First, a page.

My English partner once told me, that China should re-Christen themselves the East Pole, claim Father Christmas as one of their own, and tell the children of the world, that he’s just moved closer to where the toys are made.
As we hear sleigh bells on the horizon, I know a lot of you will be facing Christmas with a mixture of excitement and dread, with many of you still hunting for exactly the right gift to spoil your loved ones and friends. Interest in Chinese culture have grown in recent years, and I hope this gift guide may help inspire anyone shopping for a sinophile!
Posted in Blog and tagged Ben Chu, Big Trouble in Little China, book, Chinese, Chinese Fairly Tales, Chinese Whispers, christmas, classicist, culture, Donnie Yen, fantasy, film, Folio Society, Geek, Genjing Records, gift, ginger, indie record label, Ip Man, JING, John Carpenter, music, POP!, punk, review, Sci-Fi, sinophile, tea, Terracotta Distribution, urban adventurer, Victo Ngai, vinyl by Xueting Ni
The Chinese horror movie industry has really blossomed in the 21st century, especially mainland output. Here is an unlucky selection of Chinese horror movies for you to enjoy over the Halloween weekend.
Posted in Blog and tagged china, Chinese, culture, film, horror, movie by Xueting Ni
The Chinese Lunar calendar doesn’t always match up with ours, and our festivals hardly ever overlap. Whilst the West gets all its gruesome ghosts and ghouls taking centre stage at the end of October, the biggest festival of the dead in China takes place half way through the seventh lunar month. This friday saw the end of Zhong Yuan (or Ghost Month http://snowpavilion.co.uk/zhong-yuan-ghost-month/), and to celebrate, here’s a review of 2015’s big fantasy monster movie, released internationally (but not in the UK yet) in August.
Posted in Blog and tagged Attack on Titan, Bingbing Li, china, Chinese, cinema, culture, demon, demon slayer, DevilMan, fantasy, film, Frozen, Ghost Month, horror, Kun Chen, Labyrinth, Lord of the Rings, monster, Peter Pau, Shaw Brothers, Snow Girl and the Dark Crystal, Tsui Hark, Wuxia, Zhang Ji Zhong, Zhong Kui, Zhong Yuan by Xueting Ni
The Chinese Visual Festival is a mixed bag, documentaries, art films, first time projects and a few gems. It’s difficult for me to cover the whole festival, but I try and cover a couple of screenings each year. This year’s LGBT programme was most inviting, and having missed last year’s, it was one I was determined to attend.
Posted in Blog and tagged avant garde, Beijing, bisexuality, china, Chinese, Chinese Visual Festival, cosplay, culture, documentary, Fan Popo, feminism, film, gender, Guangzhou, homosexuality, LGBT, queer, Shanghai, Sun Yat-Sen University, transgender, VaChina Monologues, Vagina Monologues by Xueting Ni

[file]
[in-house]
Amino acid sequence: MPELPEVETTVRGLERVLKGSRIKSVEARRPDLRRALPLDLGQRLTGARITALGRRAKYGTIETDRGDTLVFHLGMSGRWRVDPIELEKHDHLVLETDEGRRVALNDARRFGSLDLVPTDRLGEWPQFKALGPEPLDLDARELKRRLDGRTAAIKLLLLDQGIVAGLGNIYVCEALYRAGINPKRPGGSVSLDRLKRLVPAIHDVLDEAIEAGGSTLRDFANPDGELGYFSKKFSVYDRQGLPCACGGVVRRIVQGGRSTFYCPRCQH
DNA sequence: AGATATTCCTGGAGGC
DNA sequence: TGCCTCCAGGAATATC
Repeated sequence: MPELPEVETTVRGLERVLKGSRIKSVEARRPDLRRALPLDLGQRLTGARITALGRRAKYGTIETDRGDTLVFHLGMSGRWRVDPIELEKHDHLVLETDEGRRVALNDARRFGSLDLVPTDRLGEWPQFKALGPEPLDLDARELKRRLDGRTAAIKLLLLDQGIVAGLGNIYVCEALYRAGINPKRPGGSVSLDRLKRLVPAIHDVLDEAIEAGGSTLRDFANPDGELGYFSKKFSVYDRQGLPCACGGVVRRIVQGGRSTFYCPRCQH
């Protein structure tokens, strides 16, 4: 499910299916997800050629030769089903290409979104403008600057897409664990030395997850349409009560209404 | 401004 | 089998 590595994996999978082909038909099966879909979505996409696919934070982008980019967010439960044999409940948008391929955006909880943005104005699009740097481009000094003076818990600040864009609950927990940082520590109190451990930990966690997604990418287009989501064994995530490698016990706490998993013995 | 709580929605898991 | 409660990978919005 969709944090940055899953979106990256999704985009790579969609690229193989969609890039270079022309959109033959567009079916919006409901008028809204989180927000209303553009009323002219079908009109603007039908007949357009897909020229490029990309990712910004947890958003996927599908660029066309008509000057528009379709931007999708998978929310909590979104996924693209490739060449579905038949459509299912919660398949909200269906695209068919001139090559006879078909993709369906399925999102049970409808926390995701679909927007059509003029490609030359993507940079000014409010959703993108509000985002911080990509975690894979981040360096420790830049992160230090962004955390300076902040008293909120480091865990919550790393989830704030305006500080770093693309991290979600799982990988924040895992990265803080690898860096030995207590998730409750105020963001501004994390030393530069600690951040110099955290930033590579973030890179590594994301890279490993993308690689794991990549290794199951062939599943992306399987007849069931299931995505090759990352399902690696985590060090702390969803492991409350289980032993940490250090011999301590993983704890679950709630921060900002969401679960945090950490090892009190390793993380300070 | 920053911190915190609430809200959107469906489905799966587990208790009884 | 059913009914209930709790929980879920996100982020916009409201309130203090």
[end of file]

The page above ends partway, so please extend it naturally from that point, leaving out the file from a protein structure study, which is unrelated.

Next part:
This week is Spring Festival 2015. In London’s Chinatown, festive lanterns shine over frantic shoppers rushing about to prepare for the biggest annual feast and celebration, there will be lion dances in Gerrard Street and music performances in Trafalgar Square. Is the thought of pushing through the crowds again making your head spin? Are you an adventurous Sinophile wandering what else there is beyond the bounds of Soho? Here are some things you can enjoy in London outside Chinatown.
Posted in Blog and tagged Aardman, animation, Chang Er, china, Chinatown Artspace, Chinese, Chinese New Year, Chinese opera, Cinderella, film, flower market, jade rabbit, moon landing, music, Polka Theatre, puppetry, Rich Mix, Shanghai Animation Studios, Shaun the Sheep, Shikumen, Spring Festival, stop motion, theatre, Year of the Sheep, Yeh Shen, Yellow Earth Theatre by Xueting Ni
It’s been a big autumn for Shaolin in Britain, what with the European Shaolin Festival in October, followed by the re-release of 1984 kungfu classic Hero of Shaolin by Terracotta Distributions on the 10th of November.
Posted in Blog and tagged china, Chinese, cinema, culture, film, kung fu, movie, ninja, Shaolin, undead by Xueting Ni
Over the last month, I’ve delved a little into Chinese ideas of ghosts, and horror. The ultimate source however, is the work of Shandong scholar, Pu Song Ling, who gathered stories from common folk and rewrote them into 491 short stories collected as 聊斋志异 “Liao Zhai Zhi Yi”, or “Strange Tales from the Hearth” (or more commonly in the West, “Strange Tales from a Chinese Studio”).
Posted in Blog and tagged china, Chinese, Chinese Ghost Story, culture, film, ghost stories, Gordon Chan, horror, Liao Zhai Zhi Yi, Painted Skin, Pu Song Ling, pumpkin, Tsui Hark by Xueting Ni
Happy Halloween. To celebrate, I’m going to tell you about the history of horror films in mainland China. It’s true that there haven’t been as many horror classics produced in the People’s Republic, as in Hong Kong, due to closer control of more “sensationalist” content, but we should remember that it was the film talent from Shanghai, who migrated to Hong Kong in the early twentieth century that helped Hong Kong’s legendary cinema industry flourish.
Posted in Blog and tagged china, Chinese, cinema, culture, film, horror, mainland, Music at Midnight, noir, Phantom of the Opera by Xueting Ni
Continuing on with my series on Chinese Horror, I want to talk about Jiang Shi or 僵尸, and the films that have made them the overriding image of the Chinese Supernatural.
Posted in Blog and tagged china, Chinese, film, HK cinema, horror film, Jiang Shi, movie, Mr Vampire, New Wave, Spooky Bunch, supernatural, zombie by Xueting Ni